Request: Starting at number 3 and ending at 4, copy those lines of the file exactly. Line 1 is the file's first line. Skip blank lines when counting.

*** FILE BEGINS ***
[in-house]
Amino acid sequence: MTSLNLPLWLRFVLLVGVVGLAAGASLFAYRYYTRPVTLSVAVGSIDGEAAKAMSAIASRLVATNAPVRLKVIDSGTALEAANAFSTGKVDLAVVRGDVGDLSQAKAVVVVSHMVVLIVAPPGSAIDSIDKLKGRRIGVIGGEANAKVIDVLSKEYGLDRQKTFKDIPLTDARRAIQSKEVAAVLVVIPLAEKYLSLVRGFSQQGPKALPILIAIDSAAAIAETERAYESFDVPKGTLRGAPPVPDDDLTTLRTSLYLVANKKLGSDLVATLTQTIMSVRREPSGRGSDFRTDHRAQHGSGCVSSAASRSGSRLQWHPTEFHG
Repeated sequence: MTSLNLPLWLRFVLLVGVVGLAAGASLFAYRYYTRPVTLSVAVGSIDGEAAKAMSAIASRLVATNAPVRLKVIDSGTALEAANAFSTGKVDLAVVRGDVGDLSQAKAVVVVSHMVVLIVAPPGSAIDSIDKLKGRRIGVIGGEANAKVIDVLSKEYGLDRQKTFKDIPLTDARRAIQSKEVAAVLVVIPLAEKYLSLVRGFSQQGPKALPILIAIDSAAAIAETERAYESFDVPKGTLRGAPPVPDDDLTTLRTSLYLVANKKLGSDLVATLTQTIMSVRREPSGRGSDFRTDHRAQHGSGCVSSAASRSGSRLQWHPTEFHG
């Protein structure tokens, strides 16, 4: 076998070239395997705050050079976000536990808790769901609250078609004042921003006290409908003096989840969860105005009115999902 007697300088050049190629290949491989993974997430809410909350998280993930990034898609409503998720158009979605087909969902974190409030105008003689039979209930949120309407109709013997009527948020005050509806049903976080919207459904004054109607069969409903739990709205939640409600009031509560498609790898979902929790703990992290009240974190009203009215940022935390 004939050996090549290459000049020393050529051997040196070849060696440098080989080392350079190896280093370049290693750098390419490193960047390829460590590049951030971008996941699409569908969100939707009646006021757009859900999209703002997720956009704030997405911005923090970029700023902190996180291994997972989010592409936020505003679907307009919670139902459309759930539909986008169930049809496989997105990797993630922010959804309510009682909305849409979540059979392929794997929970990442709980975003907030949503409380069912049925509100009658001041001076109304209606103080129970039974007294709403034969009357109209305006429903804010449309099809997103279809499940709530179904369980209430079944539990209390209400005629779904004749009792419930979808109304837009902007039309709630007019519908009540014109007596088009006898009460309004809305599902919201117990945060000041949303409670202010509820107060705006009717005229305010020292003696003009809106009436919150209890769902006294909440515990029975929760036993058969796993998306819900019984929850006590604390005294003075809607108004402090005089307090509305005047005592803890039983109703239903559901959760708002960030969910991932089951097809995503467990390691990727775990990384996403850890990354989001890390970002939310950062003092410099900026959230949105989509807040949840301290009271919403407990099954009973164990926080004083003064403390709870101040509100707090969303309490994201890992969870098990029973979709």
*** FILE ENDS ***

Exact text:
Repeated sequence: MTSLNLPLWLRFVLLVGVVGLAAGASLFAYRYYTRPVTLSVAVGSIDGEAAKAMSAIASRLVATNAPVRLKVIDSGTALEAANAFSTGKVDLAVVRGDVGDLSQAKAVVVVSHMVVLIVAPPGSAIDSIDKLKGRRIGVIGGEANAKVIDVLSKEYGLDRQKTFKDIPLTDARRAIQSKEVAAVLVVIPLAEKYLSLVRGFSQQGPKALPILIAIDSAAAIAETERAYESFDVPKGTLRGAPPVPDDDLTTLRTSLYLVANKKLGSDLVATLTQTIMSVRREPSGRGSDFRTDHRAQHGSGCVSSAASRSGSRLQWHPTEFHG
């Protein structure tokens, strides 16, 4: 076998070239395997705050050079976000536990808790769901609250078609004042921003006290409908003096989840969860105005009115999902 007697300088050049190629290949491989993974997430809410909350998280993930990034898609409503998720158009979605087909969902974190409030105008003689039979209930949120309407109709013997009527948020005050509806049903976080919207459904004054109607069969409903739990709205939640409600009031509560498609790898979902929790703990992290009240974190009203009215940022935390 004939050996090549290459000049020393050529051997040196070849060696440098080989080392350079190896280093370049290693750098390419490193960047390829460590590049951030971008996941699409569908969100939707009646006021757009859900999209703002997720956009704030997405911005923090970029700023902190996180291994997972989010592409936020505003679907307009919670139902459309759930539909986008169930049809496989997105990797993630922010959804309510009682909305849409979540059979392929794997929970990442709980975003907030949503409380069912049925509100009658001041001076109304209606103080129970039974007294709403034969009357109209305006429903804010449309099809997103279809499940709530179904369980209430079944539990209390209400005629779904004749009792419930979808109304837009902007039309709630007019519908009540014109007596088009006898009460309004809305599902919201117990945060000041949303409670202010509820107060705006009717005229305010020292003696003009809106009436919150209890769902006294909440515990029975929760036993058969796993998306819900019984929850006590604390005294003075809607108004402090005089307090509305005047005592803890039983109703239903559901959760708002960030969910991932089951097809995503467990390691990727775990990384996403850890990354989001890390970002939310950062003092410099900026959230949105989509807040949840301290009271919403407990099954009973164990926080004083003064403390709870101040509100707090969303309490994201890992969870098990029973979709």